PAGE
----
Covid-19 Patients With Physically Inactive Lifestyle More Likely To Die: Study
Updated On Jul 15, 2021
According to a recent study covering 50,000 Covid-19 infected people, lack of exercise is related with severe symptoms and a higher death risk. Researchers reported in British Journal of Sports Medicine that people who have been physically inactive for at least two years before the Covid-19 pandemic were more likely to be hospitalised, receive intensive care, and die. The study found that physical inactivity was surpassed only by advanced age as well as a history of organ transplant, as a risk factor for serious coronavirus disease.
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The authors of the study stated that in comparison to other modifiable risk factors like obesity, smoking or hypertension, physical inactivity was the strongest risk factor across all outcomes. It must be noted that most pre-existing conditions linked with severe coronavirus disease are diabetes, advanced age, being male, obesity or cardiovascular disease. However, as of now, sedentary or inactive lifestyle has not been included.
To confirm whether inactive lifestyle increases the odds of severe infection, hospitalisation, admission into the ICU, and death, the researchers compared these outcomes in 48,440 coronavirus infected adults in the U.S, between January and October 2020. All patients had reported their level of regular physical activity at least three times between March 2018 and March 2020 at outpatient clinics. While 15% described themselves as inactive, 80% reported themselves to be somewhat active. 7% described themselves to be consistently active.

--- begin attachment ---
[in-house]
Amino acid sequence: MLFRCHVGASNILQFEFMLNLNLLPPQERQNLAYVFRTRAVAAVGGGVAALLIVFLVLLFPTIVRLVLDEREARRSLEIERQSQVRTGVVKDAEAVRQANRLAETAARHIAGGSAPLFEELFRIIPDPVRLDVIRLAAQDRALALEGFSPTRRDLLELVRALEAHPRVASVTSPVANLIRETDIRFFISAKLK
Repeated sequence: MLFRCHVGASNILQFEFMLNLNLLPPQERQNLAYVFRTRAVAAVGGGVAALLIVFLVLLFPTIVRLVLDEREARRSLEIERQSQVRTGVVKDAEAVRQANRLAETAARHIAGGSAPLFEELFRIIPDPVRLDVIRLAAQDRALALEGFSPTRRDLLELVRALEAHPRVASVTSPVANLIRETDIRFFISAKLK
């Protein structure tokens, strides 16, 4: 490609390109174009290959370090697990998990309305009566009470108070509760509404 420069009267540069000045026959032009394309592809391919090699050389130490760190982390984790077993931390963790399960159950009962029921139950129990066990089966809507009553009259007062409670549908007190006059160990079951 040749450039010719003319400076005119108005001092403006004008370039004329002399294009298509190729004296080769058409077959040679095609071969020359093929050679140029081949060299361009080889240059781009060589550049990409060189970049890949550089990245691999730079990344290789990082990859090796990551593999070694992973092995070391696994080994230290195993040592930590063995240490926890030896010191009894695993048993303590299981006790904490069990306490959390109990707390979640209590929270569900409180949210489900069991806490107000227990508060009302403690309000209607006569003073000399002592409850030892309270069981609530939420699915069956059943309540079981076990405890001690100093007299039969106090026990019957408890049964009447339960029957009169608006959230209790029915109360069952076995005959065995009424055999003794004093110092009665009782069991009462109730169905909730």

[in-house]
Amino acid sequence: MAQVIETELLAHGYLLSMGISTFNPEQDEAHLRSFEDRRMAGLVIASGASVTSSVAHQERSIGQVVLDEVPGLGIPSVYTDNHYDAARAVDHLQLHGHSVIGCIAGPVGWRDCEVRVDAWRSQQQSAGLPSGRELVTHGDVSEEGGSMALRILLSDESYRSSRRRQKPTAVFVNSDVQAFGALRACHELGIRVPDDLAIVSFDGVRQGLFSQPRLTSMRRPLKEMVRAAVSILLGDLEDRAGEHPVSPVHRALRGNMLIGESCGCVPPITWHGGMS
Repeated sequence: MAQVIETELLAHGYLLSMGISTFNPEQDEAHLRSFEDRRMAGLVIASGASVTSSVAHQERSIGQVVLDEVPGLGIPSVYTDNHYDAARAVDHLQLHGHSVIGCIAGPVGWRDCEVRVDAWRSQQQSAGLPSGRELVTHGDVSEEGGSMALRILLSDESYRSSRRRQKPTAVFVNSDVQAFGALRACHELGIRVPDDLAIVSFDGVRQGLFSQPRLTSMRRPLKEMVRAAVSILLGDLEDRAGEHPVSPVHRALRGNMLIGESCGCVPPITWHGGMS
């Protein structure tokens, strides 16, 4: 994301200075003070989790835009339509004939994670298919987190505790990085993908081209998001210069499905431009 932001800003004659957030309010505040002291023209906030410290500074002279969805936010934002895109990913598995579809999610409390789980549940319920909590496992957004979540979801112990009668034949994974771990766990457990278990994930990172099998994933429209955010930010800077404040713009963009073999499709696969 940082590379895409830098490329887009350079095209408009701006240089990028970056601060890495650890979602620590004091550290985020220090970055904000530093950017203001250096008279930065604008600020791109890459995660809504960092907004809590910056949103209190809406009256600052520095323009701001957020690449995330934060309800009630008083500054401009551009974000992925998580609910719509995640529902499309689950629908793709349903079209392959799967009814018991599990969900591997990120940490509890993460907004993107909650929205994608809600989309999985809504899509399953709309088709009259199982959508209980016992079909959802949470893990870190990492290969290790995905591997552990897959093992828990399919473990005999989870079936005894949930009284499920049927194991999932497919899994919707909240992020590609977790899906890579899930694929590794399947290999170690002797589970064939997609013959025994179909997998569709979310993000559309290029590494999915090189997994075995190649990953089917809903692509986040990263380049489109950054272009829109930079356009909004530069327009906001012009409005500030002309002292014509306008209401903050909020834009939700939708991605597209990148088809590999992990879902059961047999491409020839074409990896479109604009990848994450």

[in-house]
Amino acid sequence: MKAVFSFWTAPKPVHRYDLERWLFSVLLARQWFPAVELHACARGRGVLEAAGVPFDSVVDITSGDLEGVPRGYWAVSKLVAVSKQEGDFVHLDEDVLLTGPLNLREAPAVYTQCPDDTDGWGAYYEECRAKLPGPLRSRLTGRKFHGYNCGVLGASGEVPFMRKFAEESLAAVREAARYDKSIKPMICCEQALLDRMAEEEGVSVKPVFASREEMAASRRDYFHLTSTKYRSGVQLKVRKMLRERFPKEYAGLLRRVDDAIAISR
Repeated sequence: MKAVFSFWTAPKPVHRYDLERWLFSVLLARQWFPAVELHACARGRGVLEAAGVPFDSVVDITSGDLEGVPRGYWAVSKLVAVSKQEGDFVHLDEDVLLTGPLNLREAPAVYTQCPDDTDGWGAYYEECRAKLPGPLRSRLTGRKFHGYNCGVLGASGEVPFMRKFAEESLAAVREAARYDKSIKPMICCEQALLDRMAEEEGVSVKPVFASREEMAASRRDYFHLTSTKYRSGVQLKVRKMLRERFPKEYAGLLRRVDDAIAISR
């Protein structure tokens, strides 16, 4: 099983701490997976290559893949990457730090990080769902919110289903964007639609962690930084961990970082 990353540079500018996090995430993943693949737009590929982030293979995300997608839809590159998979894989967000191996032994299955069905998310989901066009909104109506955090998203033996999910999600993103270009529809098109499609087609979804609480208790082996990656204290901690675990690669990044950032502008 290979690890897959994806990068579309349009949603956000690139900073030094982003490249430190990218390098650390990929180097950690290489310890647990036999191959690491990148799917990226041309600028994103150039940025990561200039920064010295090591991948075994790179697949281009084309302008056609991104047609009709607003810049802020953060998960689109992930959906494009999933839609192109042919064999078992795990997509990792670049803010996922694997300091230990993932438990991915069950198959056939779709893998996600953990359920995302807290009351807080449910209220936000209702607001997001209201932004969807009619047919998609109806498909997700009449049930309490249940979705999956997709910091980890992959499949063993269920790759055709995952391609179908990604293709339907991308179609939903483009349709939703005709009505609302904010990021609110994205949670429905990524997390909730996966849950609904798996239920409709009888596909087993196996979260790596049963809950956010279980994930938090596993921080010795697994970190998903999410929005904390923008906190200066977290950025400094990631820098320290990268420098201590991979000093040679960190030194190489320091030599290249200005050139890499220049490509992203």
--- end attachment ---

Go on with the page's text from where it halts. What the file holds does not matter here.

Based on various factors, the researchers found that inactive novel coronavirus patients were more than twice as likely to be admitted to hospital as those who were most active. Moreover, they were 73% more likely to require intensive care, and 2.5 times more likely to die due to the infection. On the contrary, somewhat active patients were 20% more likely to be admitted to hospital, 10% more likely to require intensive care, and 32% more likely to die.
It must be noted that the findings also depend on self-reporting by patients, with a scope for bias.
Disclaimer: This article is issued in the general public interest and meant for general information purposes only. Readers are advised not to rely on the contents of the article as conclusive in nature and should research further or consult an expert in this regard.